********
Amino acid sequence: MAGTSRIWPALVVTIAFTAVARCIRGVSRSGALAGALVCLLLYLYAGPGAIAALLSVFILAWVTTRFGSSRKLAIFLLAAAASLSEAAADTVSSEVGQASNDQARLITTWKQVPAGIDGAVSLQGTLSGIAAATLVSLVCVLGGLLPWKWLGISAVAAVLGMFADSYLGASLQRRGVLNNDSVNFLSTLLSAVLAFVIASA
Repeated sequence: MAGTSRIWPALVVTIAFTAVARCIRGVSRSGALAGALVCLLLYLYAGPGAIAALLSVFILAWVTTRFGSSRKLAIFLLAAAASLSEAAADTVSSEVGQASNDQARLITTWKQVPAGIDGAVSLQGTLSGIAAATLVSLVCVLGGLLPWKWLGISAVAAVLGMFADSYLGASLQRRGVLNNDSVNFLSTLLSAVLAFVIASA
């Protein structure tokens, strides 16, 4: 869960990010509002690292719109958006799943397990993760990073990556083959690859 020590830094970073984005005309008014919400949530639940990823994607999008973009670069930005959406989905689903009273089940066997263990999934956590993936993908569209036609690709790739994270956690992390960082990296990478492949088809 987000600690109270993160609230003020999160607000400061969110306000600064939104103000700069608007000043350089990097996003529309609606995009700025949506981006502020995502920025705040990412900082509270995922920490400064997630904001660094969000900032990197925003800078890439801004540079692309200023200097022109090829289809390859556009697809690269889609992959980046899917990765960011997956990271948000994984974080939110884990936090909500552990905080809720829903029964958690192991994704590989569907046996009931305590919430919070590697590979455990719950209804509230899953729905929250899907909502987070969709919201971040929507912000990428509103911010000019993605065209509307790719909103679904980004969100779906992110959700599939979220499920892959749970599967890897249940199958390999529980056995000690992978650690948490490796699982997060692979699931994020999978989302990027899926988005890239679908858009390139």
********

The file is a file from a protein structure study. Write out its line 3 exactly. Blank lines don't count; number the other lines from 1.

């Protein structure tokens, strides 16, 4: 869960990010509002690292719109958006799943397990993760990073990556083959690859 020590830094970073984005005309008014919400949530639940990823994607999008973009670069930005959406989905689903009273089940066997263990999934956590993936993908569209036609690709790739994270956690992390960082990296990478492949088809 987000600690109270993160609230003020999160607000400061969110306000600064939104103000700069608007000043350089990097996003529309609606995009700025949506981006502020995502920025705040990412900082509270995922920490400064997630904001660094969000900032990197925003800078890439801004540079692309200023200097022109090829289809390859556009697809690269889609992959980046899917990765960011997956990271948000994984974080939110884990936090909500552990905080809720829903029964958690192991994704590989569907046996009931305590919430919070590697590979455990719950209804509230899953729905929250899907909502987070969709919201971040929507912000990428509103911010000019993605065209509307790719909103679904980004969100779906992110959700599939979220499920892959749970599967890897249940199958390999529980056995000690992978650690948490490796699982997060692979699931994020999978989302990027899926988005890239679908858009390139």